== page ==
According to research published by the University of Chicago, property taxes and corruption aren’t unrelated. The wealthy hire property tax attorneys – some of them lawmakers whose decisions influence local government budgets – to lower valuations of their more expensive properties, while less expensive properties end up overvalued leaving the poorest Americans to shoulder higher property tax burdens.
In Illinois, former Cook County Assessor Joe Berrios was sued for violating civil rights and housing laws by knowingly producing inaccurate assessments that punished poor and minority homeowners across the county.
Without reforms, Illinois will only get worse for low-income families
Property taxes in Illinois are expected to continue to increase at a record pace. This is because Illinois’ unfunded pension liabilities reached an all-time high of $317 billion in 2020 and the bulk of property taxes fund pensions.
Massive pension debt makes Illinois more prone to increases in state and local taxes. As income and property tax burdens increased at record pace, state government in Illinois increased pension spending by more than 500% while education spending went up only 21% in the past two decades. All other spending, including social service spending for the disadvantaged, fell 32%.
In one of the most corrupt states in the nation, record tax hikes fund outsized pension benefits instead of social services shouldn’t come as a surprise.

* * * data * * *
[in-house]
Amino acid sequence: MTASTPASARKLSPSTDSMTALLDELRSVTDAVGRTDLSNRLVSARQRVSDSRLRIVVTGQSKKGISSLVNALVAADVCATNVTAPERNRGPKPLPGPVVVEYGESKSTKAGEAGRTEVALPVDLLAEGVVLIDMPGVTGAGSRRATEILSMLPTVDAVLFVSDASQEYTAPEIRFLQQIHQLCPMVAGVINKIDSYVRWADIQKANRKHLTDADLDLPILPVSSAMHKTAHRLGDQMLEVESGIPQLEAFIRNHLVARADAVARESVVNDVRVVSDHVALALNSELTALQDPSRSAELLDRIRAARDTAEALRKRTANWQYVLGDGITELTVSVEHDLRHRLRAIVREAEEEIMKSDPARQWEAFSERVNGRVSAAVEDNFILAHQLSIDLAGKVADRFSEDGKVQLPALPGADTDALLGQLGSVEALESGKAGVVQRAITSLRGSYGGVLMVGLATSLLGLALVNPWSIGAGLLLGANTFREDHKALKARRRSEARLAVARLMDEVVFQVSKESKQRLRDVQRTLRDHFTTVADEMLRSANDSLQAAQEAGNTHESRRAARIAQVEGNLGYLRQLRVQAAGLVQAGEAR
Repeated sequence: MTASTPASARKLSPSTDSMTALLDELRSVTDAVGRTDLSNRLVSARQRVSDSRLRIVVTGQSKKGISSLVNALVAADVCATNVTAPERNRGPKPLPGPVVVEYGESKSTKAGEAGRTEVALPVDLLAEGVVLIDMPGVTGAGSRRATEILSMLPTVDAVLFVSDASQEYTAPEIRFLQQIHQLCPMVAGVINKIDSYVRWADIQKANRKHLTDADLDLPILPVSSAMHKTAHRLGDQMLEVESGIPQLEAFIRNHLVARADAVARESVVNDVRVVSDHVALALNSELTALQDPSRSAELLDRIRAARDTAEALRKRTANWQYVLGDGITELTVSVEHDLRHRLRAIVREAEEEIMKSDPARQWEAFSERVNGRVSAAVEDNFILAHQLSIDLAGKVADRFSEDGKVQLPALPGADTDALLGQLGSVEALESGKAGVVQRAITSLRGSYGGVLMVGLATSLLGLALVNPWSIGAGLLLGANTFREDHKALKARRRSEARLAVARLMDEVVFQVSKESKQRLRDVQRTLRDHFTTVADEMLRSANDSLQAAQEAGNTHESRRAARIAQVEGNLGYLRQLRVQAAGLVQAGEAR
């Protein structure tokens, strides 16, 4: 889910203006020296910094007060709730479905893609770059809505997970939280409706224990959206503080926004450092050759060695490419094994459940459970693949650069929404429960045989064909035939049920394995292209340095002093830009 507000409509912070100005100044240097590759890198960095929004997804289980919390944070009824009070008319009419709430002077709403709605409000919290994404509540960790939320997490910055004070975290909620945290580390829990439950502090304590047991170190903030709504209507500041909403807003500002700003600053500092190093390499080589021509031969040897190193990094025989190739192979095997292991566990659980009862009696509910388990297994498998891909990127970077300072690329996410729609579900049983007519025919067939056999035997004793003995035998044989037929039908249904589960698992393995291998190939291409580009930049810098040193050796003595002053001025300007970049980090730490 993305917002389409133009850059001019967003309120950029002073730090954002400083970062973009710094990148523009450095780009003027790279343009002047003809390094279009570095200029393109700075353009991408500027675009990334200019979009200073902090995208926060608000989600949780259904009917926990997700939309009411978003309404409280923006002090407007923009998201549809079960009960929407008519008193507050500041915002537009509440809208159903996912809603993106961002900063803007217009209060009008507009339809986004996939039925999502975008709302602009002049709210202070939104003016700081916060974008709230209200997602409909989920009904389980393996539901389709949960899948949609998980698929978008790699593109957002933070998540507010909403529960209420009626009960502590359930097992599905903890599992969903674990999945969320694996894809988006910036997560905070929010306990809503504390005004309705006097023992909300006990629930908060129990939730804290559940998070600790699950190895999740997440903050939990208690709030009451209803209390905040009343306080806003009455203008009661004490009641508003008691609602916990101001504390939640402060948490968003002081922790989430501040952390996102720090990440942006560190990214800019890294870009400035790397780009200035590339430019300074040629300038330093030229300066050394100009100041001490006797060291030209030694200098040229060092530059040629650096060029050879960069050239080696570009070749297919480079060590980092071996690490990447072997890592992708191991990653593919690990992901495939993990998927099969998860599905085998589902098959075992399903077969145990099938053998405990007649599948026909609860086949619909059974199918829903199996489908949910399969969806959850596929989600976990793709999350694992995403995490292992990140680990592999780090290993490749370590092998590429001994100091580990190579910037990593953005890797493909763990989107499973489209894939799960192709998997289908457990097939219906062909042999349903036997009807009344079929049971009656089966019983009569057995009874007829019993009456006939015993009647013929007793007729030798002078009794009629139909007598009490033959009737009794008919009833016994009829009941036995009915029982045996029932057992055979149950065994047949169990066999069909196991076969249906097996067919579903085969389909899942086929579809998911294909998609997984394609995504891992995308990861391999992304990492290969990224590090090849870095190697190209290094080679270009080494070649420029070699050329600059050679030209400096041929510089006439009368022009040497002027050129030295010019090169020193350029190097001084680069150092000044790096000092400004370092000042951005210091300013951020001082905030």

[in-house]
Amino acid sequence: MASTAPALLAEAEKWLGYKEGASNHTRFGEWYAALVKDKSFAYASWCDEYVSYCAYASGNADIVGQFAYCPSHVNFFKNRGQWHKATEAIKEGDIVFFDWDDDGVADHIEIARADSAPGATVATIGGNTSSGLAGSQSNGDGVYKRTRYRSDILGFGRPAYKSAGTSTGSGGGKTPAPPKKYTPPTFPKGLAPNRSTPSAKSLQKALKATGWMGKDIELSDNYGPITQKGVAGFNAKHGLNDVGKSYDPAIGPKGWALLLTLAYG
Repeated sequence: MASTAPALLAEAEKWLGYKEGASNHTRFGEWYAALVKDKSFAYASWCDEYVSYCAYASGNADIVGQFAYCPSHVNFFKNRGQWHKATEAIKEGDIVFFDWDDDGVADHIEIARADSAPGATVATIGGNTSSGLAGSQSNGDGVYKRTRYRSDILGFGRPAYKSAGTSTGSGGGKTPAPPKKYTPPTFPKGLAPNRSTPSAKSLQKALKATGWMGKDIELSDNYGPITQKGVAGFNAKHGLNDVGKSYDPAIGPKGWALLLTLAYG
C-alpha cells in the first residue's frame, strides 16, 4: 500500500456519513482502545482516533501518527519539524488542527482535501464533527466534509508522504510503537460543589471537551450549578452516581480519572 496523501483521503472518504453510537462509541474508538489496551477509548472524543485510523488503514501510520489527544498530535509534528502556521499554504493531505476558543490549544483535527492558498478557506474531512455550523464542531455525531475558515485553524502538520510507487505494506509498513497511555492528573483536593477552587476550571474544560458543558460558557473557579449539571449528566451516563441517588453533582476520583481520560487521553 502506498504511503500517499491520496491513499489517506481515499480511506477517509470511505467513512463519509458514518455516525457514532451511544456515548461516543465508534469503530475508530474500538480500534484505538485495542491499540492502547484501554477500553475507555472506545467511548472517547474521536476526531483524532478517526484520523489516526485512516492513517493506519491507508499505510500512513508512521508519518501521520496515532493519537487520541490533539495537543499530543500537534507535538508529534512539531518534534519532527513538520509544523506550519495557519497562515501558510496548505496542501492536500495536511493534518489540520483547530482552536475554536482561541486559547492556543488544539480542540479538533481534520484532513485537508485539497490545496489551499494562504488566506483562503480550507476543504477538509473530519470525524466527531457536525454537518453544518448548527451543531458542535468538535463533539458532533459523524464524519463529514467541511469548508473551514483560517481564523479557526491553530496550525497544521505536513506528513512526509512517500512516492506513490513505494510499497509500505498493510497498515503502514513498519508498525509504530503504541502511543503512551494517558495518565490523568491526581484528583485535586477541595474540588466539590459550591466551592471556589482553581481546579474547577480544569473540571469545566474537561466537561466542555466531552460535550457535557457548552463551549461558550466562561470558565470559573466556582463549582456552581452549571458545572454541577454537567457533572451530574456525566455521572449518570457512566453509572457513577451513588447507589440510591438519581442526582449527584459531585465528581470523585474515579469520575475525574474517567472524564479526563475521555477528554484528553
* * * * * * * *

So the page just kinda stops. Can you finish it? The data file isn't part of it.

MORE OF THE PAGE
According to campaign finance data, public sector unions contributed over $15 million – 18% of all political contributions to sitting Illinois state lawmakers – during the 2020 election cycle. So long as politicians face their political contributors across the bargaining table, the cost of government services to taxpayers will continue to increase.
Research shows corruption is also a factor in the pension crisis. States with high levels of corruption have higher pension debt, lower actuarially required contributions and poorer pension fund performance. A corrupt culture in Illinois makes it easier for Illinois politicians to use higher pay and pension benefits as rewards for the campaign cash delivered by public employee unions. Inflating pensions fails to deliver value for taxpayers, and like other forms of corruption it tends to benefit a few at the expense of everyone else.
Restoring fairness and opportunity in Illinois
COVID-19 brought disproportionately more pain to low-income families, particularly minorities and women with young children. The sluggish jobs recovery also suggests the number of people who have fallen below the poverty line has likely increased this past year.
Restoring fairness in Illinois starts with meaningful ethics reforms. If reforms are packaged together, there are specific reforms, as well as bills that should serve as the models for those reforms. The path forward:
- empowers the watchdog charged with holding lawmakers accountable for wrongdoing. Those reforms are embodied in House Bill 2774.
- improves transparency by improving financial disclosuresfrom lawmakers. House Bill 3751 and Senate Bill 1597 would achieve that goal.
- prohibits members of the General Assembly from working as lobbyiststo executive agencies and local governments. House Bill 3664 calls for that change.
- requires a cooling offperiod before lawmakers can become lobbyists to the General Assembly after leaving office. The revolving door would be stopped by House Bill 3486.
These simple changes could pave the way to less fiscal mismanagement. Anti-corruption nonprofits and groups that advocate for the poorest communities in Illinois share this goal: a fair and more inclusive Illinois government that works for everyone. Ethics reforms would be a good start.